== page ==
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Spring Break in Rocky Point
Over 100,000 American teenagers and young adults travel to resort areas throughout Mexico over Spring Break each year. While the vast majority enjoys their vacation without incident, several may die, hundreds will be arrested, and still more will make mistakes that could affect them for the rest of their lives. Using some common sense will help travelers avoid these unpleasant and dangerous situations.
We encourage all U.S. citizens to phone home periodically to assure family members of your safety and inform them of your whereabouts. Remember, whether you travel to Mexico by land, air, or sea, you are entering a foreign country and are subject to the laws and customs regulations of Mexico.
Entry Requirements Effective January 23, 2007, ALL persons, including U.S. citizens, traveling by air to the United States from Mexico, Canada, Central and South America, the Caribbean, and Bermuda will be required to present a valid passport, (or if applicable, an Alien Registration Card, form I-551, Air NEXUS card, or U.S. Coast Guard Merchant Mariner Document), to enter or re-enter the United States. American citizens can visit http://travel.state.gov or call 1-877-4USA-PPT (1-877-487-2778) for information on applying for a U.S. passport. Please see Mexico’s Country Specific Information for complete entry requirements.
Mexican Law While traveling in Mexico, American citizens are subject to Mexican law. An arrest or accident in Mexico can result in a difficult legal or medical situation, sometimes at a great expense to the traveler. Mexican law can impose harsh penalties for violations that would be considered minor in the United States, and U.S. citizenship in no way exempts one from full prosecution under the Mexican criminal justice system. If U.S. citizens find themselves in legal trouble, they should contact the closest U.S. Consulate, U.S. Consular Agency, or the U.S. Embassy in Mexico City. (see "Contact Information" below). U.S. consular officials in Mexico can visit detained American citizens in prison, provide information about the Mexican legal system, and furnish a list of Mexican attorneys, among other assistance. U.S. Consular officials cannot arrange for Mexican officials to release detained American citizens.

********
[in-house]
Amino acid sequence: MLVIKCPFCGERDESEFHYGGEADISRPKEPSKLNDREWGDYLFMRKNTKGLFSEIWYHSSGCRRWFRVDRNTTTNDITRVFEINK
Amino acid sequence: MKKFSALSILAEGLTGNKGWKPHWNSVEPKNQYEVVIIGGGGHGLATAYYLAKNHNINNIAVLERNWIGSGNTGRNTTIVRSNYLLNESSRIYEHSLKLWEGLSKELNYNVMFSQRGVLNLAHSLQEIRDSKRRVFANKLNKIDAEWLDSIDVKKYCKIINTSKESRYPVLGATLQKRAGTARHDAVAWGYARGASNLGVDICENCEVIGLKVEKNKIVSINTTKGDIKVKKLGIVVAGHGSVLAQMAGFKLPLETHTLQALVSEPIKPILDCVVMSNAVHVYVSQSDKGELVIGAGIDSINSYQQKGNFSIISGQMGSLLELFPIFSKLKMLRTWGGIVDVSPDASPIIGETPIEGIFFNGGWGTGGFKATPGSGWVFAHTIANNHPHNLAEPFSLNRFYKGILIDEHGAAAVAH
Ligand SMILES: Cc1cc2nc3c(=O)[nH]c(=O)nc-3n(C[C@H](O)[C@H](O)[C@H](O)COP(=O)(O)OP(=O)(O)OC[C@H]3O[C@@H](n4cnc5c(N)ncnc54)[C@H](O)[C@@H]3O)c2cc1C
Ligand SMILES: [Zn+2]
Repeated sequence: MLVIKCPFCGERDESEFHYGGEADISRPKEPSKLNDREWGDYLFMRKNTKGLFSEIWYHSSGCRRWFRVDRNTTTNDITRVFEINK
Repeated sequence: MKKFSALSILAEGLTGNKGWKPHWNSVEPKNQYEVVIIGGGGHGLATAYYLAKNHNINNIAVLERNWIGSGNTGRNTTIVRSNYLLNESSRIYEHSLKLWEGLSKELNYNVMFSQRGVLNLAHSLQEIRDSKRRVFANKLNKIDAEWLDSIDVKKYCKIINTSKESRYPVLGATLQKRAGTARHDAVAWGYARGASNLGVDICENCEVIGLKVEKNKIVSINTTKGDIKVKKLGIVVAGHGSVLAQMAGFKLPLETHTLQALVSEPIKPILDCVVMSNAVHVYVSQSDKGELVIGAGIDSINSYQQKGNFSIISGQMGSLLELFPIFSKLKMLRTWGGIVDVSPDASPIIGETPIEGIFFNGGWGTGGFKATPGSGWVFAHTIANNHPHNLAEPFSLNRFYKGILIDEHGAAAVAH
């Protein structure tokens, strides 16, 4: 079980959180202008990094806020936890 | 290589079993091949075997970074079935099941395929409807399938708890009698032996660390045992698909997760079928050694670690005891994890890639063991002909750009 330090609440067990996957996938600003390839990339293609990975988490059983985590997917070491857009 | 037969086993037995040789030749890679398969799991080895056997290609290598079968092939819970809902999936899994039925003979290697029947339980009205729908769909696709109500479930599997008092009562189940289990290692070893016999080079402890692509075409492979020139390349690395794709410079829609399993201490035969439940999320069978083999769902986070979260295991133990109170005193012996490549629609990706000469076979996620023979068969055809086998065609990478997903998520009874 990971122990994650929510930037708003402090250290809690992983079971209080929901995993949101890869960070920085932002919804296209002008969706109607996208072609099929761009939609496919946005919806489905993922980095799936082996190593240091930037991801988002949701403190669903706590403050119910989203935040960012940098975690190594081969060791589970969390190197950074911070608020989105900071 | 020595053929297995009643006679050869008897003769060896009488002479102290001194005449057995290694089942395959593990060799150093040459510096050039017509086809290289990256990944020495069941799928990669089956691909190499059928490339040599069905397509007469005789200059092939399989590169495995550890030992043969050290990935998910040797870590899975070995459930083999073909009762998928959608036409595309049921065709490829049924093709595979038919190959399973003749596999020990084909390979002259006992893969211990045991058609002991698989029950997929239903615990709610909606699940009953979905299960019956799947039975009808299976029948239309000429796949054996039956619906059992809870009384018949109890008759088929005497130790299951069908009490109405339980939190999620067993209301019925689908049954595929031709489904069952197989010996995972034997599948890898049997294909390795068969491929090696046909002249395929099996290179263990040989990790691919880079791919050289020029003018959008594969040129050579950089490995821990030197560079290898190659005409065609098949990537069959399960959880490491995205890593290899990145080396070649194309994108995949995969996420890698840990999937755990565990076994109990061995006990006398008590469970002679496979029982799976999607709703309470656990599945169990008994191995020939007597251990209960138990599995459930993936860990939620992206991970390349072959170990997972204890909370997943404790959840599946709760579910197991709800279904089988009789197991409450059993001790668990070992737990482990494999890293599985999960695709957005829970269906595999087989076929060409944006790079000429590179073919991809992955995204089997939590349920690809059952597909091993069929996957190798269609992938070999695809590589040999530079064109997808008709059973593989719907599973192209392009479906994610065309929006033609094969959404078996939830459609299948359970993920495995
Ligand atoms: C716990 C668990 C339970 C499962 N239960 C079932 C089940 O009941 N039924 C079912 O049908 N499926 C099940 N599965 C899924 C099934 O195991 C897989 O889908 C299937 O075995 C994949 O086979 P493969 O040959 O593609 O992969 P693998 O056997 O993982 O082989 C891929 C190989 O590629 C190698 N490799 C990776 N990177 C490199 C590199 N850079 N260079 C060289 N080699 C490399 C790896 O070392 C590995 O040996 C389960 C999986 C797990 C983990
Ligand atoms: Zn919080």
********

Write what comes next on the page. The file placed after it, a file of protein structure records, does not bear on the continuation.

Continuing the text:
Alcohol and Drugs Excessive alcohol consumption and unruly behavior can lead to serious problems with Mexican authorities. Alcohol is involved in the vast majority of arrests, accidents, violent crimes, rapes, and deaths suffered by American students on Spring Break. Disturbing the peace, lewd or indecent behavior, littering, driving under the influence, drinking on the street or on public transportation, using public transportation without payment, or making obscene or insulting remarks are all considered criminal activities by Mexican authorities. The importation, purchase, possession or use of drugs can incur severe penalties, including imprisonment without bail for up to a year before a case is tried, and imprisonment of several years following a conviction. All individuals 16 years of age or older are tried as adults.
Safety and Security Standards of security, safety, and supervision may not reach the levels expected in the United States. This has contributed to the deaths of U.S. citizens in automobile accidents, after falls from balconies or into unmarked ditches, by drowning in the ocean as well as in hotel pools, and in water-sports mishaps, among others.